Photo/Illutration Tokai University officials, including Chancellor Kiyoshi Yamada, second from left, apologize at an Oct. 17 news conference in Hiratsuka, Kanagawa Prefecture. (Shigehiro Saito)

A university baseball juggernaut has been forced to suspend its season after a caller's tip that ballplayers were using cannabis led to an investigation and admissions of drug use.

At a news conference on Oct. 17 in Hiratsuka, Kanagawa Prefecture, Tokai University officials announced that the baseball team would forfeit games scheduled in the autumn season of the Tokyo Metropolitan Area University Baseball League.

Tokai has long been a league powerhouse, winning 73 season titles, the most of any university in that league, and churned out a number of professional ballplayers over the years.

University officials said that they received a phone call on Oct. 9 raising suspicions that the team's players might be using cannabis.

The university set up an investigative committee and also consulted with the Hiratsuka Police Station of the Kanagawa prefectural police.

A number of players admitted to using cannabis while being questioned by the committee. Police have also questioned a number of players and searched the team dormitory located next to the team’s training ground. Of the 128 players on the team, 110 live in the dorm.

University officials said they could not divulge the number of players who used the drug, where they obtained it and when because of the ongoing police investigation.

Kiyoshi Yamada, Tokai University chancellor, apologized at the news conference.

“We must conduct a thorough investigation because the incident occurred in a university dorm,” Yamada said.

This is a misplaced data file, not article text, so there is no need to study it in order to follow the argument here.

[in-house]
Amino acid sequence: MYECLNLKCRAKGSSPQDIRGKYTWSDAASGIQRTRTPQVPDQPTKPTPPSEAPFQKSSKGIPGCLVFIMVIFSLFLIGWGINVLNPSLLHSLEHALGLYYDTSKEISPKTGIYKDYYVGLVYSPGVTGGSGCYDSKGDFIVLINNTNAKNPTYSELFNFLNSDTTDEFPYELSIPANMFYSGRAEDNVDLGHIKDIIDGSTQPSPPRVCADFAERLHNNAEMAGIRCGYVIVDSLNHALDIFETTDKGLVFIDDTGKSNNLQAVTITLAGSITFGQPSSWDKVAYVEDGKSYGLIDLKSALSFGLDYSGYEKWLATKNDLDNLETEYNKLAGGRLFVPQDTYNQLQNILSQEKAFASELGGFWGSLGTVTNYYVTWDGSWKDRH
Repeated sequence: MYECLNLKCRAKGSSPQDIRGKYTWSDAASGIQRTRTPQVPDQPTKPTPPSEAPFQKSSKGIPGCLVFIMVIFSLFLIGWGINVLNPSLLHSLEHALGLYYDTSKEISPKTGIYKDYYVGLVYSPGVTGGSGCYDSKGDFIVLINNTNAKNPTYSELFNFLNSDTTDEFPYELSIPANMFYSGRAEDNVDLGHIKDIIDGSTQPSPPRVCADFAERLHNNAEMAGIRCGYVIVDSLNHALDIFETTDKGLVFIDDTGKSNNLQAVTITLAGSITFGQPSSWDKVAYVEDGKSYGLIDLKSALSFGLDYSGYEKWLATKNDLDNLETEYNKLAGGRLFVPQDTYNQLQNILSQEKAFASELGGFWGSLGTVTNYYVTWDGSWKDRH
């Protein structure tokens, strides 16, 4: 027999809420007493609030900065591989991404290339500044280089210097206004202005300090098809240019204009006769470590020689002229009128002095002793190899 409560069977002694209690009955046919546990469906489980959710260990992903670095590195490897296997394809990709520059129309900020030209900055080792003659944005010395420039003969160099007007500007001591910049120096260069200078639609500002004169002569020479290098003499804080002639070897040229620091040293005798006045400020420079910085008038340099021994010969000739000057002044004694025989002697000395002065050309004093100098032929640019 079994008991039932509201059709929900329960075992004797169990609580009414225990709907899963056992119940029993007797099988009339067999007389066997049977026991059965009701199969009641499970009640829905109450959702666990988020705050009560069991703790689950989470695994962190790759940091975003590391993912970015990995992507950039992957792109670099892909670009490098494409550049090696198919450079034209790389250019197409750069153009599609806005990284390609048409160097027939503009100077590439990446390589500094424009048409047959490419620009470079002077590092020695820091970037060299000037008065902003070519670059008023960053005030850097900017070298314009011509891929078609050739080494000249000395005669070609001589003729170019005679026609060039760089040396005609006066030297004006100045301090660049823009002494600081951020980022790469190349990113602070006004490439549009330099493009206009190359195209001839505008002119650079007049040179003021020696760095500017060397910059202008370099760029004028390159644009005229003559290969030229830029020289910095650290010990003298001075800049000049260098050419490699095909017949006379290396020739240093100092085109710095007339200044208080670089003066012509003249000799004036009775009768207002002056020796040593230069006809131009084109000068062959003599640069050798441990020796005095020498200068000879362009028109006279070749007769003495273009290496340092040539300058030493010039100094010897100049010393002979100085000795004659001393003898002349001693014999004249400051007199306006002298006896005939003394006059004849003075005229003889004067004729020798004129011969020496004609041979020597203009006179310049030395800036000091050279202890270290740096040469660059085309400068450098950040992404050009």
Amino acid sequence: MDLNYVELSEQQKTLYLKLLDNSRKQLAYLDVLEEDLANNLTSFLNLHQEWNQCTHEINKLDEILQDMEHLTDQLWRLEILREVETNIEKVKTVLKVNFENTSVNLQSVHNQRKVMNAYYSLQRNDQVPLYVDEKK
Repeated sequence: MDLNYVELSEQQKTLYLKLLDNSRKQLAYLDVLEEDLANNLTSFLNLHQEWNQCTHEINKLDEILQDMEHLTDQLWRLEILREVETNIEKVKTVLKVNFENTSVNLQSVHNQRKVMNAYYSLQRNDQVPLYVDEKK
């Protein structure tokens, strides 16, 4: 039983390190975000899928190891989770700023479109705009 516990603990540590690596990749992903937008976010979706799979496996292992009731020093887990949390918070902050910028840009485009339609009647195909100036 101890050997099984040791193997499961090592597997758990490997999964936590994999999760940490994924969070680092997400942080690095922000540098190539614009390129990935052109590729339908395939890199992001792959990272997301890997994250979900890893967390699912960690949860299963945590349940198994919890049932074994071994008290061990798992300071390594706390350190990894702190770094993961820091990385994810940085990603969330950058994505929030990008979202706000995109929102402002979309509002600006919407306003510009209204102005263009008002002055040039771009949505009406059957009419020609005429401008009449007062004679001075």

Eiji Ito, the general manager of the baseball team, also attended the news conference and said, “We are taking this matter very seriously. I have nothing but a strong sense of regret toward not only the university and graduates but to society as a whole.”

Among the graduates from the Tokai baseball team is Tatsunori Hara, a former star player and the current manager of the professional Yomiuri Giants. He issued a statement on Oct. 17 expressing shock that such an incident had occurred at his alma mater.

Ito said there were no signs at baseball practice that the drug use had affected the players' performances. 

Nippon Professional Baseball is planning to hold a draft on Oct. 26. Three Tokai players have submitted applications indicating their availability. While not saying if any of the three were suspected of using the drug, university officials said they would hold a news conference if any of the players are actually drafted.

The scandal appears to be the latest instance of cannabis use among university athletes coming to light, which have led to arrests.

In January, a rugby player on the Nihon University team was arrested on suspicion of possessing cannabis. Earlier in October, Kindai University announced that five of its soccer players were suspected of using cannabis.

(This article was compiled from reports by Nanako Matsuzawa, Shigehiro Saito and Nobuyuki Sakana.)